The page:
In Ciudad Juárez, one woman’s work to protect children from street violence has blossomed into Soles de Anapra, a center serving some 80 young people. Since 2014, the Rotary Club of El Paso, Camino Real, Texas, had been donating goods to Lourdes Contreras for the after-school program she ran out of a small house. In 2015, the club decided to find her a bigger, better space. With $25,000 donated by the 16 clubs in Ciudad Juárez and two partners in New Mexico — the Rotary clubs of Los Alamos and Silver City, frequent contributors and visitors to the center — and $10,000 raised from a 5K run sponsored by the Eaton Corporation, the club purchased a 6,000-square-foot warehouse in 2016 and went to work. In April, the club completed a refurbishment of the building, carried out even as the pandemic temporarily halted the after-school program.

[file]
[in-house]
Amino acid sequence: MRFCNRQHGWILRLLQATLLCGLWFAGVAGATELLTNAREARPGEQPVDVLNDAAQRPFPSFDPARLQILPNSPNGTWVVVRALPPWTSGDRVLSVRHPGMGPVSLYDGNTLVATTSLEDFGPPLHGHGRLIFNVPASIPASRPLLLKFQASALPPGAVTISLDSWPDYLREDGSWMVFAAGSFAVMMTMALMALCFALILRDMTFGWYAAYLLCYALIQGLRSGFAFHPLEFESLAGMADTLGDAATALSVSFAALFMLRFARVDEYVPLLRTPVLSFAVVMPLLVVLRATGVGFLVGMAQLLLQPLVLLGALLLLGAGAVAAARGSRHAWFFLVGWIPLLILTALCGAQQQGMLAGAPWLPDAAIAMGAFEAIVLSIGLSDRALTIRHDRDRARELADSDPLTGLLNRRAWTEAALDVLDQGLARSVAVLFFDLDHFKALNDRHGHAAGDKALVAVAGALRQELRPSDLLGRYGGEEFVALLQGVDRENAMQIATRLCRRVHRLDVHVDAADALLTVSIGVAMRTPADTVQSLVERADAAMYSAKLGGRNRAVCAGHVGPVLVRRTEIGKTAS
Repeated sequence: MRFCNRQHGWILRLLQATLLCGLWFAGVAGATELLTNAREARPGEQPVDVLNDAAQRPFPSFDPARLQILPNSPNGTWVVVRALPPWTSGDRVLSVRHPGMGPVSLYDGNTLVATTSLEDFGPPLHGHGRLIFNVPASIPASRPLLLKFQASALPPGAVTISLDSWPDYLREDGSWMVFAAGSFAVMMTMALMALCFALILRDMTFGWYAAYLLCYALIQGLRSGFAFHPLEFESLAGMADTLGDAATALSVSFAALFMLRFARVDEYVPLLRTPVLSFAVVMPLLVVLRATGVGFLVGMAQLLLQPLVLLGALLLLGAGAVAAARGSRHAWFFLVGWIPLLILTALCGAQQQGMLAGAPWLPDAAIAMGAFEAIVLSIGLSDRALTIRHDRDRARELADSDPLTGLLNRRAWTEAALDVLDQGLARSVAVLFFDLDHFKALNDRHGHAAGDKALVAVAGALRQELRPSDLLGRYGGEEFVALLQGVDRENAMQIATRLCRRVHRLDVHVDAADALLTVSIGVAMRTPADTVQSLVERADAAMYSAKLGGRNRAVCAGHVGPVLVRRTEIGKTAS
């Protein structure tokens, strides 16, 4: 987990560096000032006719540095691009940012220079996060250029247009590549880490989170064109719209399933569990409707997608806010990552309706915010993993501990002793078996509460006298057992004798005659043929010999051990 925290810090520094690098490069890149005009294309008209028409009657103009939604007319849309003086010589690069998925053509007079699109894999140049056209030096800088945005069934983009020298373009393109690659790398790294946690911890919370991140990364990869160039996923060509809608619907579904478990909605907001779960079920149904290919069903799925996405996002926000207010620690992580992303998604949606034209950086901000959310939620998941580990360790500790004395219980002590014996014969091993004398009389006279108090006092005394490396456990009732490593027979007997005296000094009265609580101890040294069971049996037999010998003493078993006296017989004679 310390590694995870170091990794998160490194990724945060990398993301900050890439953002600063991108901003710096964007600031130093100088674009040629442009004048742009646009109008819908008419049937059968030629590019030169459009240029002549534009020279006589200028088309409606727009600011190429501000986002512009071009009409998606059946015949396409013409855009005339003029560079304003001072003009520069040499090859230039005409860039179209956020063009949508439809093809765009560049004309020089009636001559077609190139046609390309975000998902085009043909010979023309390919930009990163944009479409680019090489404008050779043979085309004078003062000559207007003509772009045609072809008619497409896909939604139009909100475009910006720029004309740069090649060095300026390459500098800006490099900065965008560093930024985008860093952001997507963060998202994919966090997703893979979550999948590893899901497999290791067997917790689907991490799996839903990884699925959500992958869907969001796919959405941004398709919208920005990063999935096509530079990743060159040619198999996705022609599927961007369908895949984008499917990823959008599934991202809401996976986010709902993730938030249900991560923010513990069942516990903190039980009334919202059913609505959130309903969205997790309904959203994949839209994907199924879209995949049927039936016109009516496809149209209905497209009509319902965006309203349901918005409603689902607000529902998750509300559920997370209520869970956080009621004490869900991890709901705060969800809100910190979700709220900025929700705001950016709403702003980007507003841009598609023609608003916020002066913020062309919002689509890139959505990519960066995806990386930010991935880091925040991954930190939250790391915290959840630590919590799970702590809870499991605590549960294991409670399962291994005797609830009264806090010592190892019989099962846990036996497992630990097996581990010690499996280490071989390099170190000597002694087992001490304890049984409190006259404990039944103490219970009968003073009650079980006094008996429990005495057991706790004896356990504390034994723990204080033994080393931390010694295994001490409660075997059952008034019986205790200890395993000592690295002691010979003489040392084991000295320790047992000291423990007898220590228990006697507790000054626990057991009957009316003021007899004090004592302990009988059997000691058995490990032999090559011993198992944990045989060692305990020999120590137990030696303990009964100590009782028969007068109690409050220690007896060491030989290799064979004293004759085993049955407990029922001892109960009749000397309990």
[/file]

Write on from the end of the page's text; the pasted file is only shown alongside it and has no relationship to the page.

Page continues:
In October, about a dozen Rotarians from the Rotary Club of Eau Claire Morning, Wisconsin, along with some of their family members, used a product called Invisible Spray to stencil temporary, water-activated artwork on sidewalks throughout the city. Rainworks, manufacturer of the hydrophobic, nontoxic liquid spray, donated the product, which allows users to create designs that only appear when the sidewalks get wet. At a cost of about $130, 16 ounces can cover up to 110 square feet. “We thought in the difficult times of the pandemic, we could bring smiles to our community” and inspire other organizations to do the same, says Sarah Stackhouse, a co-president of the club. A “thank you” below an image of a firefighter’s hat was traced outside a fire station, while a drawing at the entrance to a theater featured musical notes and suggested “singing in the rain.”